VANE, Hon. William (1682-1734), of Fairlawn, Kent

Published in The History of Parliament: the House of Commons 1690-1715, ed. D. Hayton, E. Cruickshanks, S. Handley, 2002
Available from Boydell and Brewer



1708 - 1710
1727 - 1734
15 - 20 May 1734

Family and Education

bap. 17 Feb. 1682, 2nd surv. s. of Christopher Vane*, 1st Baron Barnard.  m. settlement 15 Nov. 1703, Lucy (d. 1742), da. and coh. of William Joliffe*, 3s. (2 d.v.p.).  cr. Visct. Vane [I] 13 Sept. 1720; suc. fa. at Fairlawn 1723.1

Offices Held


When, in the spring of 1703, Vane’s father treated to marry him into a wealthy merchant family it was agreed that the settlement would include Fairlawn, Kent, and lands in Durham, providing Vane with £500 p.a. for himself and £100 p.a. for his lady. After the marriage, however, his father refused to include Fairlawn in the settlement, and when Vane took legal advice on the matter his father took ‘great displeasure’ and stopped his allowance. When the case came before the Lords, the settlement was confirmed and Vane retained possession of Fairlawn. The attempt by Vane’s maternal uncle the Duke of Newcastle (John Holles†) to create an interest at Poole for him prior to the 1708 election came to nothing, but Vane was instead returned at this election for Durham on his father’s interest, and was classed as a ‘gain’ for the Whigs by Lord Sunderland (Charles, Lord Spencer*). On 15 Jan. 1709 he acted as teller against declaring Sir Cleave More, 2nd Bt.*, duly elected for Bramber, and on 22 Mar. was appointed to carry to the Lords a bill concerning the Duke of Newcastle’s estates. His Whig instincts were demonstrated by his votes for the naturalization of the Palatines, and the following session for the impeachment of Dr Sacheverell. He was teller three times during the 1709–10 session: against a motion that Samuel Shepheard I* was duly elected for Cambridge (9 Feb.); against recommitting the address of thanks to the Queen for the prosecution of Dr Sacheverell (4 Mar.); and for bringing up a petition concerning an estate bill (31 Mar.). He did not stand in 1710, his father being ‘persuaded to drop’ him despite the Duke of Newcastle’s offer to pay £1,000 towards his election expenses. He returned to the Commons in 1727, by which time he had been raised to the Irish peerage, and remained a Member until his death, aged 53, on 20 May 1734. He was buried on 5 June at Shipbourne, Kent, and was succeeded by his only surviving son.2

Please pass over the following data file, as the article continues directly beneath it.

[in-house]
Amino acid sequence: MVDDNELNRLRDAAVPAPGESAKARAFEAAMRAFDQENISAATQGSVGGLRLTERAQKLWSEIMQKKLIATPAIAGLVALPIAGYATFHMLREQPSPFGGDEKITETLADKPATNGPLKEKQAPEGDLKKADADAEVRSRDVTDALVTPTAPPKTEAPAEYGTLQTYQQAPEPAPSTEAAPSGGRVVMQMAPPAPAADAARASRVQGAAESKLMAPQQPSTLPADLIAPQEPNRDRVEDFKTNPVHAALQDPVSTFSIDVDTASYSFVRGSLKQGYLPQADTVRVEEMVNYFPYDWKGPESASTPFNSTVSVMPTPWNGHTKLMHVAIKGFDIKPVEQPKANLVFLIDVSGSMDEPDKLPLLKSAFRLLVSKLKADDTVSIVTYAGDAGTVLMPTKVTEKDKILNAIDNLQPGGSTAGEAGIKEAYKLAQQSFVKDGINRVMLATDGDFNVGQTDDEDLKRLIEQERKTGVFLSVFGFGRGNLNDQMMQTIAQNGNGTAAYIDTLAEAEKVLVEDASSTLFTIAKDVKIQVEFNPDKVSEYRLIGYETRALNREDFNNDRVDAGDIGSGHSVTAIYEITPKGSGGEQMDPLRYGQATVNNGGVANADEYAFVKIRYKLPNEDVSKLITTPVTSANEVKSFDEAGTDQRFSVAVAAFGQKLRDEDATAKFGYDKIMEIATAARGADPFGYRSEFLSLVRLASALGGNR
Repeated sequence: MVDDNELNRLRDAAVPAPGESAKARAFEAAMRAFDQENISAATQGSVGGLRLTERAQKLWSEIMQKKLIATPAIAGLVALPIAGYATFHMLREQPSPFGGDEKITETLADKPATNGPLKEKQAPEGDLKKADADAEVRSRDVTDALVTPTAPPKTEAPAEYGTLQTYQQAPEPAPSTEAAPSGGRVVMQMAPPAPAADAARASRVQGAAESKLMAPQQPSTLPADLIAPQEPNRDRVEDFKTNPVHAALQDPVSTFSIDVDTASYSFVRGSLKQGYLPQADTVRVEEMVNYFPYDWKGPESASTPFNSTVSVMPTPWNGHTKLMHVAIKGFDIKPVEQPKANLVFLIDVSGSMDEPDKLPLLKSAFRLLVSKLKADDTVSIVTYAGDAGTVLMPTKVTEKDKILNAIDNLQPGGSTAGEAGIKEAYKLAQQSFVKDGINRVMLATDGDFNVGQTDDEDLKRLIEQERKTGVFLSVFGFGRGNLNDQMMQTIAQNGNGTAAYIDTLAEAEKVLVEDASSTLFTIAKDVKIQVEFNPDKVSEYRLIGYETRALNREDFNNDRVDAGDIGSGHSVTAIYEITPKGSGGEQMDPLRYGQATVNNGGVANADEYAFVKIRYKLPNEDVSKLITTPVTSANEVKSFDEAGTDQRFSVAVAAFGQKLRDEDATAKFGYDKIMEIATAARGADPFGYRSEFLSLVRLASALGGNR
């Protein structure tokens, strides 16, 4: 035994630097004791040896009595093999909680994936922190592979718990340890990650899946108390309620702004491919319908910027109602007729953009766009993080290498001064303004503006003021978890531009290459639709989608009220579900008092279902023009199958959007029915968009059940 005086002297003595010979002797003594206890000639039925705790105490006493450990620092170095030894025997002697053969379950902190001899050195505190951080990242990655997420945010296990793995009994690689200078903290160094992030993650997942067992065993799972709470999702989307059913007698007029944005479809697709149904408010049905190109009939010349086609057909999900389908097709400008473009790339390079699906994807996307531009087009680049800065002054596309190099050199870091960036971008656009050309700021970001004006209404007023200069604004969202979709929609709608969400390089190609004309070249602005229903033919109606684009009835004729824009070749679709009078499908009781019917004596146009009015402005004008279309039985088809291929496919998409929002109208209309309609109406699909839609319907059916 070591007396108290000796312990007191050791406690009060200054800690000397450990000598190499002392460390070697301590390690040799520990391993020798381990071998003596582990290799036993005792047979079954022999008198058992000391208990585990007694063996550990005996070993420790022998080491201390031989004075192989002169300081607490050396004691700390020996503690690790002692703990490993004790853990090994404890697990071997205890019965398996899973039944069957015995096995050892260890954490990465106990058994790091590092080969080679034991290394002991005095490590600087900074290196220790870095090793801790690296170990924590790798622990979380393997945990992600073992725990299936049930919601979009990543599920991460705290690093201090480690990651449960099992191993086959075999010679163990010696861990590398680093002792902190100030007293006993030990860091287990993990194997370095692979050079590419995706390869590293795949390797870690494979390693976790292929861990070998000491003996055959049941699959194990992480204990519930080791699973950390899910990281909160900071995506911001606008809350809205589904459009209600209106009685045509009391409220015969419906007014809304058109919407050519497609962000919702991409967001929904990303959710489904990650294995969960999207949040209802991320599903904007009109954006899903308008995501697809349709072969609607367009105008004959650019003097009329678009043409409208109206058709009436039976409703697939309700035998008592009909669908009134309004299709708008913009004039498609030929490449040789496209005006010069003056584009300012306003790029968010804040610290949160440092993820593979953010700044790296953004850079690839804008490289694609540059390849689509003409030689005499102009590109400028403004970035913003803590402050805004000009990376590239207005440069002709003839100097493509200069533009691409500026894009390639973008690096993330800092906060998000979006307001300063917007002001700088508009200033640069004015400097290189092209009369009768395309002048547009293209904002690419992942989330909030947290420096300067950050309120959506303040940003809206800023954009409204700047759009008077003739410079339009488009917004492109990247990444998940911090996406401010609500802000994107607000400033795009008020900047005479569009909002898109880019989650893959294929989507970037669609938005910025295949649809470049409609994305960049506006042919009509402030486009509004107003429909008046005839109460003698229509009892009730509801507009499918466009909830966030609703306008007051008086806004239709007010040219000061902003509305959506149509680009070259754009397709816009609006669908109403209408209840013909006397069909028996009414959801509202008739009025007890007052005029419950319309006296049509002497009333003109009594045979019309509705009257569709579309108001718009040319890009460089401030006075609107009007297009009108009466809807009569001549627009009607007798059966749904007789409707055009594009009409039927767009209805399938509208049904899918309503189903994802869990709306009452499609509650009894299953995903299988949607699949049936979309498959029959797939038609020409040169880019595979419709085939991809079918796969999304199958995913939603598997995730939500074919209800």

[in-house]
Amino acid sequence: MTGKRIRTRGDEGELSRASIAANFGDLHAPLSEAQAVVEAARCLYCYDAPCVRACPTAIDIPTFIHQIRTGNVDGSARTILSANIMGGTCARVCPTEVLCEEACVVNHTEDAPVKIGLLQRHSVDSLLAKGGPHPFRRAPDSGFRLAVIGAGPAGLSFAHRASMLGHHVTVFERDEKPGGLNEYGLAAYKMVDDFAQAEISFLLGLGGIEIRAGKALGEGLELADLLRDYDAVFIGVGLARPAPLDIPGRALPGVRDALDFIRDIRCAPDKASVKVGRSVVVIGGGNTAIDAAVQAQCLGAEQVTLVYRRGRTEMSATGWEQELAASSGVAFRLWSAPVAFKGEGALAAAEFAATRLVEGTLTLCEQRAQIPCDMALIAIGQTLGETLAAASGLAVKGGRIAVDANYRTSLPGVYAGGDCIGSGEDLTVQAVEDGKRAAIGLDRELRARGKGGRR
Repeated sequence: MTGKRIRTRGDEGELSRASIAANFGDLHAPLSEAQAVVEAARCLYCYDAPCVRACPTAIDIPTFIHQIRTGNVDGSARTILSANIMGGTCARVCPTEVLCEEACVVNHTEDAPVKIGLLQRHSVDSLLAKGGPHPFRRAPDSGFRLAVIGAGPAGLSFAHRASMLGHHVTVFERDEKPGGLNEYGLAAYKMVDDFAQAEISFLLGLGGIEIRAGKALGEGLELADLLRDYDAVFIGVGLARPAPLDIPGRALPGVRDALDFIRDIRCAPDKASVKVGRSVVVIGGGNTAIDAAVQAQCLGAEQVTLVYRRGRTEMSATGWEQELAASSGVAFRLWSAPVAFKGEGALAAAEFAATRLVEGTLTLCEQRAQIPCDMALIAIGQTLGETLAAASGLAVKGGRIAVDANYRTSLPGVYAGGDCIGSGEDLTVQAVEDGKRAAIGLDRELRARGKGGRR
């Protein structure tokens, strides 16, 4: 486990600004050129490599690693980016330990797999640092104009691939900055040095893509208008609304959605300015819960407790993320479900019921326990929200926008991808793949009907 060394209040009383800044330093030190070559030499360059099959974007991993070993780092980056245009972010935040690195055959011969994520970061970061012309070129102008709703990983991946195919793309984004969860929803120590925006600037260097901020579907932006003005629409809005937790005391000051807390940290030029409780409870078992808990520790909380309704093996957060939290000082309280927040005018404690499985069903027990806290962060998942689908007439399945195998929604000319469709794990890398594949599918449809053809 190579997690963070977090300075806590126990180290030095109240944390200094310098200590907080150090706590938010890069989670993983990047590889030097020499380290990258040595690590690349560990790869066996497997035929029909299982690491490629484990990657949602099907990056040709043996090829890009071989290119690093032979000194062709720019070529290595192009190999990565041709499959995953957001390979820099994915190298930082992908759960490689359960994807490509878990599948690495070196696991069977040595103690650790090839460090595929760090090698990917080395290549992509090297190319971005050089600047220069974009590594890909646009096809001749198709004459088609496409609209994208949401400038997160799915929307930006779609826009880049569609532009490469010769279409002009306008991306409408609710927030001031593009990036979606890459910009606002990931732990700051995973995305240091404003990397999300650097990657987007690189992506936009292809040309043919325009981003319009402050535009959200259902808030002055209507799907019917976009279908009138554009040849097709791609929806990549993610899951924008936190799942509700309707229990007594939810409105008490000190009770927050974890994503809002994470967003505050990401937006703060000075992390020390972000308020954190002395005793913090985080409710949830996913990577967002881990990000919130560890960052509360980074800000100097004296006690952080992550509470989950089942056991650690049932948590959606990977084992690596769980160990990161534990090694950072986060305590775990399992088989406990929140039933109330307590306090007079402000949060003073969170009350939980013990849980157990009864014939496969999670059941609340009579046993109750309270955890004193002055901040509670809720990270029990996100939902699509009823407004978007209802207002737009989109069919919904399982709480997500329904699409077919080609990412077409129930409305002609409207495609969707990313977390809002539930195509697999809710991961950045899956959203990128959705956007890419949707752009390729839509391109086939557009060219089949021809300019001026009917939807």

Ref Volumes: 1690-1715

Author: Eveline Cruickshanks


  • 1. IGI, Kent; Surtees, Dur. iii. 214; Hutchinson, Dur. iii. 264.
  • 2. HMC Lords, n.s. vi. 341–3; PRO 30/24/20/338–9; HMC Portland, iv. 570; Add. 70278, Robert Price* to Robert Harley*, [Aug. 1710].